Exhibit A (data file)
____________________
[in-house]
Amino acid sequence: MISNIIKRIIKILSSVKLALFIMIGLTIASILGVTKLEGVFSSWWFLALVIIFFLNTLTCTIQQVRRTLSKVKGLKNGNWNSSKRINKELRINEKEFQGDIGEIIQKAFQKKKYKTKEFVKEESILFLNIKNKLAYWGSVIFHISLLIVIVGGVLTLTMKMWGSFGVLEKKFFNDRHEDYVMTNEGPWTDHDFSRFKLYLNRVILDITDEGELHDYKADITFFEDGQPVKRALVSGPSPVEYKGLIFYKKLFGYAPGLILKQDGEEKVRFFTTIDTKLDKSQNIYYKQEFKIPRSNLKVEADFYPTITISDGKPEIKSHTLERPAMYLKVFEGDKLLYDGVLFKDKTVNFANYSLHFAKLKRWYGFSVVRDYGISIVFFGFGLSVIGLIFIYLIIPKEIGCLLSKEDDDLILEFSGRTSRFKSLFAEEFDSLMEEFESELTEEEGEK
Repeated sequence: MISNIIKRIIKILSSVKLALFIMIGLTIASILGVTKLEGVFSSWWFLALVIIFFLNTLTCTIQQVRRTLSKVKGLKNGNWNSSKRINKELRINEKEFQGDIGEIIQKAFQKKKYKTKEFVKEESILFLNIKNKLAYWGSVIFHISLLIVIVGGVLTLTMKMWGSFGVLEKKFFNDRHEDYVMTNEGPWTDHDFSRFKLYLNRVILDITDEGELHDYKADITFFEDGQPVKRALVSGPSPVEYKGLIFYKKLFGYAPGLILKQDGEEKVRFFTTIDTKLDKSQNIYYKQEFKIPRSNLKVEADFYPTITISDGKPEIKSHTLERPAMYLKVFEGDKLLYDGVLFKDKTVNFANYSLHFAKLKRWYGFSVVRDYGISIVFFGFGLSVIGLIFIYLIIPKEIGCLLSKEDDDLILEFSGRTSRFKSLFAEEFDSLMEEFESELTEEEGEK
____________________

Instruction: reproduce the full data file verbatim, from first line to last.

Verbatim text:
[in-house]
Amino acid sequence: MISNIIKRIIKILSSVKLALFIMIGLTIASILGVTKLEGVFSSWWFLALVIIFFLNTLTCTIQQVRRTLSKVKGLKNGNWNSSKRINKELRINEKEFQGDIGEIIQKAFQKKKYKTKEFVKEESILFLNIKNKLAYWGSVIFHISLLIVIVGGVLTLTMKMWGSFGVLEKKFFNDRHEDYVMTNEGPWTDHDFSRFKLYLNRVILDITDEGELHDYKADITFFEDGQPVKRALVSGPSPVEYKGLIFYKKLFGYAPGLILKQDGEEKVRFFTTIDTKLDKSQNIYYKQEFKIPRSNLKVEADFYPTITISDGKPEIKSHTLERPAMYLKVFEGDKLLYDGVLFKDKTVNFANYSLHFAKLKRWYGFSVVRDYGISIVFFGFGLSVIGLIFIYLIIPKEIGCLLSKEDDDLILEFSGRTSRFKSLFAEEFDSLMEEFESELTEEEGEK
Repeated sequence: MISNIIKRIIKILSSVKLALFIMIGLTIASILGVTKLEGVFSSWWFLALVIIFFLNTLTCTIQQVRRTLSKVKGLKNGNWNSSKRINKELRINEKEFQGDIGEIIQKAFQKKKYKTKEFVKEESILFLNIKNKLAYWGSVIFHISLLIVIVGGVLTLTMKMWGSFGVLEKKFFNDRHEDYVMTNEGPWTDHDFSRFKLYLNRVILDITDEGELHDYKADITFFEDGQPVKRALVSGPSPVEYKGLIFYKKLFGYAPGLILKQDGEEKVRFFTTIDTKLDKSQNIYYKQEFKIPRSNLKVEADFYPTITISDGKPEIKSHTLERPAMYLKVFEGDKLLYDGVLFKDKTVNFANYSLHFAKLKRWYGFSVVRDYGISIVFFGFGLSVIGLIFIYLIIPKEIGCLLSKEDDDLILEFSGRTSRFKSLFAEEFDSLMEEFESELTEEEGEK